An official Winter Olympics countdown event was disrupted in New York City’s Times Square on Tuesday by gay rights activists protesting Russia’s anti-gay laws. At the 100 Day Countdown, U.S. hopefuls heard chants calling for the United States Olympic Committee to boycott the Games in Sochi. As the publicized media hour began, members of the activist group Queer Nation lined a crowd barrier and unfurled banners with the words “Don’t Buy Putin’s Lies!” and “Boycott Homophobia!” — and chanted while four athletes were interviewed on stage.
On Monday, Russian President Vladmir Putin assured the International Olympic Committee that the host country would make the athletes and guests feel comfortable in Sochi “regardless of nationality, race or sexual orientation.” Contacted after the Times Square demonstration, Queer Nation member Andrew Miller noted that the group is working with more than three dozen LGBT Russian activists, supports a boycott of all Russian goods and services and believes international events including the Olympics should not be held in Russia, and sent EW the following statement: “By buying into Putin’s hollow attempts to pacify his international critics, the International and United States Olympics Committees are complicit in the arrests, jailings, beatings, rapes, and murders of LGBT Russians that Putin’s anti-LGBT laws have engendered. Clearly, we’ve succeeded in embarrassing Putin by forcing him to make such hollow assurances. But if Putin wants gay men and lesbians to feel welcome in Russia, he must overturn his country’s anti-gay laws. The real issue is the Russian LGBT community, not Olympic athletes and tourists.”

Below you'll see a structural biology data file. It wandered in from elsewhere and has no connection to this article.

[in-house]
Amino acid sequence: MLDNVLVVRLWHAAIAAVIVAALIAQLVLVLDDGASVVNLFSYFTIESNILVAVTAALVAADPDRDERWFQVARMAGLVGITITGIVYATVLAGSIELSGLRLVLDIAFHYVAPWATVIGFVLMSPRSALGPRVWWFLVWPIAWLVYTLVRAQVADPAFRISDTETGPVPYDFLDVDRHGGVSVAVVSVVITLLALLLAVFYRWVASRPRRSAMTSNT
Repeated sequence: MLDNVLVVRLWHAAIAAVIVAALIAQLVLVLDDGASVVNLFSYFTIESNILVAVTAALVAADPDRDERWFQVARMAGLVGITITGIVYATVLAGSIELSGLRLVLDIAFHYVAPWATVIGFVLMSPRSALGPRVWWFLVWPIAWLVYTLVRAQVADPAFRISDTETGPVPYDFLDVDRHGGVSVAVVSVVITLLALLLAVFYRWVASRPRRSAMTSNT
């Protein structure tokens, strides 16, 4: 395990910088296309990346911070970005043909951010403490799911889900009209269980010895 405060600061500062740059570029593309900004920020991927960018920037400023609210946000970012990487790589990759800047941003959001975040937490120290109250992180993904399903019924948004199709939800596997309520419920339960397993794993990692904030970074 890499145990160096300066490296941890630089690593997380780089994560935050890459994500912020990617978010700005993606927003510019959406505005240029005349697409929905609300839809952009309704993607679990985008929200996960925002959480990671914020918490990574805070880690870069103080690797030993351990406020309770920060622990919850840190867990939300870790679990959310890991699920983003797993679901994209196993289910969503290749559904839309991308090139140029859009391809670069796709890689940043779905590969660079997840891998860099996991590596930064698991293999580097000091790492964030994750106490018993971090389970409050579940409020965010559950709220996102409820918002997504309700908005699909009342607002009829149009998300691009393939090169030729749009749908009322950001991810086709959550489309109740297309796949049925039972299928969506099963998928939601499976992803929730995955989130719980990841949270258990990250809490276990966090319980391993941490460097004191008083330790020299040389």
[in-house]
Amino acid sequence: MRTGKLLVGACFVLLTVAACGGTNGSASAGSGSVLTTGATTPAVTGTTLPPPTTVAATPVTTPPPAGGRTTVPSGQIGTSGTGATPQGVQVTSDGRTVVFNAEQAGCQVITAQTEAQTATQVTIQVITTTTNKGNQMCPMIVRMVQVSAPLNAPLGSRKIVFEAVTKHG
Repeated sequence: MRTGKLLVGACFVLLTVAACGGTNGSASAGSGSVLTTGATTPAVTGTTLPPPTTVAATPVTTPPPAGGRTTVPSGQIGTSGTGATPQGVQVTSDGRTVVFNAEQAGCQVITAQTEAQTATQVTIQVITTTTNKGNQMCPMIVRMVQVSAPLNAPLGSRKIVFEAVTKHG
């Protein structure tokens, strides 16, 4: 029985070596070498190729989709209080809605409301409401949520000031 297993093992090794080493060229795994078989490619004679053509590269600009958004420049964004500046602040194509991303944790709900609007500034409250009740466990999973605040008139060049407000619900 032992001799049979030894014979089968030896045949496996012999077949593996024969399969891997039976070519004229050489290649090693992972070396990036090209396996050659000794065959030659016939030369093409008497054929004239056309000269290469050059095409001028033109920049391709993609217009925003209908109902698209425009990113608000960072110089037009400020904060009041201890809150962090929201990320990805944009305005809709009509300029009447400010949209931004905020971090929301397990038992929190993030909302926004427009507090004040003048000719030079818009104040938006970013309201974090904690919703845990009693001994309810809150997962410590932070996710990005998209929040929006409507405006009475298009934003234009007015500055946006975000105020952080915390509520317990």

EW spoke with three of those athletes who’d had their interviews interrupted at the event. Billy Demong, a four-time Olympian who became the first American athlete to win gold in Nordic Combined in Vancouver, understood the timing of the protest. “Obviously it would be nice if they waited, but then they wouldn’t have the platform,” he said. “We live in a free country, and this is also an opportunity for them to voice some of their concerns about what’s happening overseas. As an older athlete, I know enough to allow them to do their thing but focus on what I’m here to do and say.” That will be his mind-set in Sochi, if/when he qualifies for his fifth Olympics in December: “Certainly I have opinions about a lot of things, but I have to remember what my role is: I’m an athlete, and I’m here to compete, train, and do my very best for the United States at the Olympics.”
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